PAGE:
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This distribution is named for the pyramidal shape of its graph.

A population pyramid, also known as an age-sex pyramid, is a graphical illustration that shows the distribution of various age groups in a population (typically that of a country or region of the world), which normally forms the shape of a pyramid. It typically consists of two back-to-back bar graphs, with population plotted on the X-axis and age on the Y-axis, one showing the number of males and one showing females in a particular population in five-year age groups (also called cohorts). Males are conventionally shown on the left and females on the right, and they may be measured by raw number or as a percentage of the total population.

A great deal of information about the population broken down by age and sex can be read from a population pyramid, and this can shed light on the extent of development and other aspects of the population.

The wide base of the pyramid indicates a large number of children, and the steady upwards narrowing shows that more people die at each higher age band. The pyramid indicates a population in which there is a high birth rate, a high death rate and a short life expectancy. This is the typical pattern for less economically developed countries, due to little access to and incentive to use birth control, negative environmental factors (for example, lack of clean water) and poor access to health care.

Note that there tend to be more females than males in the older age groups, due to females' longer life expectancy.

Types of population pyramid[edit | edit source]

While all countries population pyramids differ, three types have been identified by the fertility and mortality rates of a country.

Stationary pyramid - A population pyramid showing an unchanging pattern of fertility and mortality.

Expansive pyramid - A population pyramid showing a broad base, indicating a high proportion of children, a rapid rate of population growth, and a low proportion of older people.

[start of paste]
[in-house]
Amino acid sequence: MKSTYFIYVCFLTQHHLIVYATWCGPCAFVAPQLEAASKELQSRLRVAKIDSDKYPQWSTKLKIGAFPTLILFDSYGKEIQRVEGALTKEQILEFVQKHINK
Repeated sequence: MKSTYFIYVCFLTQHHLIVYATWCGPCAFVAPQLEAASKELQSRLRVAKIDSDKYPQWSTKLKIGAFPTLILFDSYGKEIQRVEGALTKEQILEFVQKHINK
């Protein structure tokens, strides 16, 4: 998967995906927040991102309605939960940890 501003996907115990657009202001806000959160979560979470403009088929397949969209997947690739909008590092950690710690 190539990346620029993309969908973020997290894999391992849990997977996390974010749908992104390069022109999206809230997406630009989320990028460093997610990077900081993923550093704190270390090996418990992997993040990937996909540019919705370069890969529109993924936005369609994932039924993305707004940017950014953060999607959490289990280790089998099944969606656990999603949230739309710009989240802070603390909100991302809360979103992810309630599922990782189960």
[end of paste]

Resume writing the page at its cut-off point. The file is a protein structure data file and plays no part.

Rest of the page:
Constrictive pyramid - A population pyramid showing lower numbers or percentages of younger people.

Youth bulge[edit | edit source]

See also Baby boom

Median age by country. A youth bulge is evident fo Africa, and to a lesser extent for South and Southeast Asia and Central America.

The expansive case was described as youth bulge by Gary Fuller (1995). Gunnar Heinsohn (2003) argues that an excess in especially young adult male population predictably leads to social unrest, war and terrorism as the "third and fourth sons" that find no prestigious positions in their existing societies rationalize their impetus to compete by religion or political ideology. Heinsohn claims that most historical periods of social unrest lacking external triggers (such as rapid climatic changes or other catastrophic changes of the environment) and most genocides can be readily explained as a result of a built up youth bulge, including European colonialism, 20th century Fascism, and ongoing conflicts such as that in Darfur and terrorism. One problem with this line of reasoning is that under conditions prevailing before the introduction of modern medicine, death rates were much higher than they are now and almost all societies had youth bulges, even when their population growth rate was negligible. It's not just that most periods of unrest occurred in societies with youth bulges, but that most pre-modern periods of any sort existed in societies with such bulges.[How to reference and link to summary or text]